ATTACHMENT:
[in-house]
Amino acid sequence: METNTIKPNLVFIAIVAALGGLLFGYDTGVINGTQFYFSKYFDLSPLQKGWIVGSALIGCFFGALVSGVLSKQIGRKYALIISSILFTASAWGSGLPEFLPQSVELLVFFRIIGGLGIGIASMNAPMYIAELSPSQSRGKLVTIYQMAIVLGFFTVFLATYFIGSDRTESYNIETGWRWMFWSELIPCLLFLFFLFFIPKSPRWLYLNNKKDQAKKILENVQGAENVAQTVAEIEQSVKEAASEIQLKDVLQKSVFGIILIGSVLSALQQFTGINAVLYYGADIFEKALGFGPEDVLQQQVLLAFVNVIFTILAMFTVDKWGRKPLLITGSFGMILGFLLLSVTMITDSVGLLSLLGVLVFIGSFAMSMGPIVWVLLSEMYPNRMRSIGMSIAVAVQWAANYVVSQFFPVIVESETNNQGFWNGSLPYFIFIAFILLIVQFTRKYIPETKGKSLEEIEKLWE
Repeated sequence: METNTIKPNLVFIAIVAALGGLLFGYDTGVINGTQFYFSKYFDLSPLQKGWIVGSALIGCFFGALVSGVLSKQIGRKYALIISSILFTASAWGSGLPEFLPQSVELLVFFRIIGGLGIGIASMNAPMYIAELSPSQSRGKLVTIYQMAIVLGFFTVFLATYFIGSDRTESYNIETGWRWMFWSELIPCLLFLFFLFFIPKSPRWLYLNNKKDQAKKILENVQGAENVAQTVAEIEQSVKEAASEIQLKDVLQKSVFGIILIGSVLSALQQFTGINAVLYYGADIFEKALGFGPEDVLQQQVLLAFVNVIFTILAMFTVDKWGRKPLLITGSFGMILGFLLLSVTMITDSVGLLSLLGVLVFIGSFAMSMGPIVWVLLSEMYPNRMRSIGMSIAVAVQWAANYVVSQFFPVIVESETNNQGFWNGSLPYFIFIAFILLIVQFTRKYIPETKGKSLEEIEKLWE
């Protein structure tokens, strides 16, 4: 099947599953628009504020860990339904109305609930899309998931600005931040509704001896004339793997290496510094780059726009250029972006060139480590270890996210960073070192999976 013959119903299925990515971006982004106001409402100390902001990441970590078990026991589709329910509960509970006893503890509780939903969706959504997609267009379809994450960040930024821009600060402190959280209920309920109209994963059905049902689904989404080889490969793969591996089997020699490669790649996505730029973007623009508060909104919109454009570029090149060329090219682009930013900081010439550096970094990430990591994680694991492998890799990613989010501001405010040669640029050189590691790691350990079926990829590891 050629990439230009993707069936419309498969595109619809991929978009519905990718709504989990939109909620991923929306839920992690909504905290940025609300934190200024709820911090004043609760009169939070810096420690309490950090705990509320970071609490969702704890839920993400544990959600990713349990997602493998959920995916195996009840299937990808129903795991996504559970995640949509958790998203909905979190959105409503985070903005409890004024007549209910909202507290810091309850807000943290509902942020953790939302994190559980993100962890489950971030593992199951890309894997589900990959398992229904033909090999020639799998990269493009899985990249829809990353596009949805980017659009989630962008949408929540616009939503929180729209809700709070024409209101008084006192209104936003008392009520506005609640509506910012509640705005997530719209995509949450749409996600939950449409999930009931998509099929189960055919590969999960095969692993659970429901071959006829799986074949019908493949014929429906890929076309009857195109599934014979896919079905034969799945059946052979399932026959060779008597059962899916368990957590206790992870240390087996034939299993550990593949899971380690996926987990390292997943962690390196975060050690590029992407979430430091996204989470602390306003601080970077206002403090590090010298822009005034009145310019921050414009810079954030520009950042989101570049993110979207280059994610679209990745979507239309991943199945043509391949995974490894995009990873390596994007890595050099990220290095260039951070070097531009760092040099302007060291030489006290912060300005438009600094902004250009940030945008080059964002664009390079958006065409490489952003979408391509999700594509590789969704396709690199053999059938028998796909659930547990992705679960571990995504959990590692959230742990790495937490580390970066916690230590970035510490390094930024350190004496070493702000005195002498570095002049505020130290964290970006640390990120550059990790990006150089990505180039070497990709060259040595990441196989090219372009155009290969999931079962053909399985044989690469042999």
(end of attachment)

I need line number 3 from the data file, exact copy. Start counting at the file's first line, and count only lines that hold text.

Repeated sequence: METNTIKPNLVFIAIVAALGGLLFGYDTGVINGTQFYFSKYFDLSPLQKGWIVGSALIGCFFGALVSGVLSKQIGRKYALIISSILFTASAWGSGLPEFLPQSVELLVFFRIIGGLGIGIASMNAPMYIAELSPSQSRGKLVTIYQMAIVLGFFTVFLATYFIGSDRTESYNIETGWRWMFWSELIPCLLFLFFLFFIPKSPRWLYLNNKKDQAKKILENVQGAENVAQTVAEIEQSVKEAASEIQLKDVLQKSVFGIILIGSVLSALQQFTGINAVLYYGADIFEKALGFGPEDVLQQQVLLAFVNVIFTILAMFTVDKWGRKPLLITGSFGMILGFLLLSVTMITDSVGLLSLLGVLVFIGSFAMSMGPIVWVLLSEMYPNRMRSIGMSIAVAVQWAANYVVSQFFPVIVESETNNQGFWNGSLPYFIFIAFILLIVQFTRKYIPETKGKSLEEIEKLWE